"You're going to wake everybody up," Jerry said. "I'm surprised you haven't already." He looked around. "I guess those are the bushes.... I cannot believe you were talking to Lord -- General -- whatever he is now -- Kass like that. Even if Sir Borodere did help get him back." The story of Meridell's Champion and Illusen going on some strange rescue quest with one old enemy to rescue another had gotten around, although it had probably also grown rather muddled.

     "I was polite!" Sally dug into her sack and came out with the garlands. "I don't know what else I could have done. Here, once we get this on the tree will look decorated even if we can't finish everything."

     "I'll do the top!" Jerry laughed, grabbing hold of one end of the garland.

     "Hmph. I could do that," Sally huffed as Jerry took to the air. But she shrugged and took more of the garland, then dove into the tree and scurried around the branches to distribute the garland.

     The decorations had to be spread a little more sparsely than Sally was used to; she had expected the tree to be smaller. But it still looked nice, even before they put the candy ornaments on -- which was good, as people were supposed to take those off and eat them.

     By the time they finished, the sun was fully up and they were drawing an audience.

     There were whispers and murmurs, and one bold child outright shouting, "What's THAT, Daddy?" His father quickly shushed him, looking at the tree in trepidation.

     Jerry was sitting at the bottom of the trunk, his wings moving restlessly as he eyed the crowd. Sally popped out of the tree and beamed at everyone. "Happy Day of Giving!"

     There was a resounding silence.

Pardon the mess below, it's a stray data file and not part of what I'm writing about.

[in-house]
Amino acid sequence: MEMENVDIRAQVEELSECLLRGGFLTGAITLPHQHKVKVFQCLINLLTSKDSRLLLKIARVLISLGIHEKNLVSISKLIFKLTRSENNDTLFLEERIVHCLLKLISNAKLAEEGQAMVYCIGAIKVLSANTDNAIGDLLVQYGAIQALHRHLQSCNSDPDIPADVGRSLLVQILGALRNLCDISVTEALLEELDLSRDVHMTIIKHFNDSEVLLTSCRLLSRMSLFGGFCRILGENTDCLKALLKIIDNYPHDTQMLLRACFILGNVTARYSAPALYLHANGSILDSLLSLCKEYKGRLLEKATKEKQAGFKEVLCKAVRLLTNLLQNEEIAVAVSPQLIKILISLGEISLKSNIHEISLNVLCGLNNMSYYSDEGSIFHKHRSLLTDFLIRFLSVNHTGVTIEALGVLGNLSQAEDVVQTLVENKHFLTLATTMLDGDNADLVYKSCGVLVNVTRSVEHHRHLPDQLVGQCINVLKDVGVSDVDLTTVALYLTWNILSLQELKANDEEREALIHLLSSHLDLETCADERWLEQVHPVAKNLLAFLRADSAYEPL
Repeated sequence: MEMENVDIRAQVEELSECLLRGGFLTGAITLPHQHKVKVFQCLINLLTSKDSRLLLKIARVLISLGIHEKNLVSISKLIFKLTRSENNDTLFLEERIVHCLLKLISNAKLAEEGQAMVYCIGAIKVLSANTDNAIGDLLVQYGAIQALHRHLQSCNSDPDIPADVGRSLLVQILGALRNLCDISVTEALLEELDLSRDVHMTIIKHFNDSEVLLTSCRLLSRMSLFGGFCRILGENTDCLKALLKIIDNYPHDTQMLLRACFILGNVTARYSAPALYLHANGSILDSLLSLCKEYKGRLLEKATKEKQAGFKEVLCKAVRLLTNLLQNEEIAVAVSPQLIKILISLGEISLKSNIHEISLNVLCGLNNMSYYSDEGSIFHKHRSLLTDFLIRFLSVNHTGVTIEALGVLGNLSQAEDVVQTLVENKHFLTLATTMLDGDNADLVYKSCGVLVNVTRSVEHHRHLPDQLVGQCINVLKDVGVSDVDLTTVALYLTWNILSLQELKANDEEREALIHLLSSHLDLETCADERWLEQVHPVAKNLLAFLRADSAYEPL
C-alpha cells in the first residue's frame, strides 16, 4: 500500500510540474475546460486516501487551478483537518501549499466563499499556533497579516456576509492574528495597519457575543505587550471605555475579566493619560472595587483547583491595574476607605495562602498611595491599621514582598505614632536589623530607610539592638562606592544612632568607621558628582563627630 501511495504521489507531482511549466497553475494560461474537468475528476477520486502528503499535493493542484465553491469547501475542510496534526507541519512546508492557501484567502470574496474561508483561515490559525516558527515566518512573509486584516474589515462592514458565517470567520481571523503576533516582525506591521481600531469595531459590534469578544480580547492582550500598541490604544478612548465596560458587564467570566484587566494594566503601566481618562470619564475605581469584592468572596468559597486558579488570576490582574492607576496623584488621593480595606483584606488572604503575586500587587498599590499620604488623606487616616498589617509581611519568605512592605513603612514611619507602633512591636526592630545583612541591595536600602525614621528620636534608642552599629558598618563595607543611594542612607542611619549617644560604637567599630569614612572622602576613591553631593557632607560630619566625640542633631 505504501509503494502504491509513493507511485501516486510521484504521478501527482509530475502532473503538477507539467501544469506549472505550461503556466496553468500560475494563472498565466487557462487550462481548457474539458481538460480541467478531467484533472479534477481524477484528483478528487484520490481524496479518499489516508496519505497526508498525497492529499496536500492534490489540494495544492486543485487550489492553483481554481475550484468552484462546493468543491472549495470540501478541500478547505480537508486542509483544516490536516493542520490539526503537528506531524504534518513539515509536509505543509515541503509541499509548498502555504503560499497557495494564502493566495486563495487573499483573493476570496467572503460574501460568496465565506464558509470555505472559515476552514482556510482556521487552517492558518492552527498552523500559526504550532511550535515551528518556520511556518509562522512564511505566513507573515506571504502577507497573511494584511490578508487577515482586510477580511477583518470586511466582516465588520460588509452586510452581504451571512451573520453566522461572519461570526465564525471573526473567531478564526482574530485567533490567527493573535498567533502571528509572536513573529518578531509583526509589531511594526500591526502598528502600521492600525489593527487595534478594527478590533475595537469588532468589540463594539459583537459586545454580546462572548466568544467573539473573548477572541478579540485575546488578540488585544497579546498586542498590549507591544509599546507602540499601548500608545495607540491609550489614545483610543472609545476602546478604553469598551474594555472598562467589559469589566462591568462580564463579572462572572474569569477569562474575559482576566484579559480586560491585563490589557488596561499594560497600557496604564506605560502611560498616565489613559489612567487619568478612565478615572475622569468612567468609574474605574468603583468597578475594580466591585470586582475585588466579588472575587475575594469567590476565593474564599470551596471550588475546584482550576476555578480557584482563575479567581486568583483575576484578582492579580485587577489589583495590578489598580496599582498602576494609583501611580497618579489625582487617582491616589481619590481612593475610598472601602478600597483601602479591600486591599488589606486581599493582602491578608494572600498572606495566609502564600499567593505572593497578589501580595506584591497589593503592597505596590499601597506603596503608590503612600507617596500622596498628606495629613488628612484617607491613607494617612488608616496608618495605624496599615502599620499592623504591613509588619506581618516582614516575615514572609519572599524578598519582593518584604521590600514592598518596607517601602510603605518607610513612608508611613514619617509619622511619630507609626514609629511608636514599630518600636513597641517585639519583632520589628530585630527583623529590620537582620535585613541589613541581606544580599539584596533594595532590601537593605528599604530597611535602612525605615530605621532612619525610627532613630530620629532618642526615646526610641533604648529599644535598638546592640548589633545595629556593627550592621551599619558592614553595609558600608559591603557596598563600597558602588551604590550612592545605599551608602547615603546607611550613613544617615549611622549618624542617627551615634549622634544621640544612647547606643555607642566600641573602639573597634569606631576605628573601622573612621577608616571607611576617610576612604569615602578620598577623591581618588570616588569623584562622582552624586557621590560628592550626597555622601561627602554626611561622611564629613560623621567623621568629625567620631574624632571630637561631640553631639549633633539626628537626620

"Happy Day of Giving," Sally repeated. "We've, um, decorated a tree for you. Illusen grew it."

     The silence this time was not so much resounding as confused.

     Finally a whisper broke it. "Why'd they decorate a tree?"

     "It's how we celebrate," Jerry said. Sally shot him a grateful look. "Don't you, er, didn't you ever...?"

     "For the Day of Giving," came a very solemn voice, "we hang stockings by the fire. And burn a yule log." The crowd parted for Lord Darigan to walk through, examining the tree with an amused air. "Sir Jeran mentioned something about decorating trees, but I thought he was joking."

     Sally jumped to her feet; Jerry scrambled up and gave a sort of nervous bow. "We do decorate trees," Sally said. "I thought you might like one. ...I never heard of decorating with stockings."

     Darigan smiled at her. "Well, then, we'll have to get you one this year, in repayment for your fine gift of Meridellian decoration." He looked up at the tree and shook his head. "You said Illusen grew it? It's amazing."

     Sally beamed. Kass's odd behavior and the puzzled crowd had had her worried, but as long as Lord Darigan liked it.... "She liked the idea."

     "I can see why. It's a very pretty custom. But do you do anything with it after it's decorated? We have gifts left in our stockings."

     "We usually put them under the tree. Or hang them on it." She waved at the tree. "The ones that aren't shiny -- or straw -- are candies."

     "CANDY!" the same brave young Darigani who'd spoken earlier cried out gleefully, squirming under his father's restraint.

     "My mother made it," Sally called to him helpfully. "She always does... of course, nobody ever really leaves it on the tree until the Day of Giving actually gets here...."

     The boy tugged toward the tree, then paused to look plaintively up at his father.

     "Hey," Jerry said, and plucked one of the candies off a branch. When the young Darigani looked his way, Jerry tossed it accurately into the other boy's paws.

     In turn, their hosts assured Jerry and Sally that no, as a matter of fact, it was not at all common for the custom of hanging stockings by the fire to end in a lot of scorched stockings.

     The visit had to end eventually, as everyone went about the day's work. The Day of Giving itself came and went, with trees and stockings and logs and all other due ceremony.

     Illusen's fir continued to stand proudly in the square.

     And across the Citadel, now that they knew it would work... here and there, people planted saplings.

The End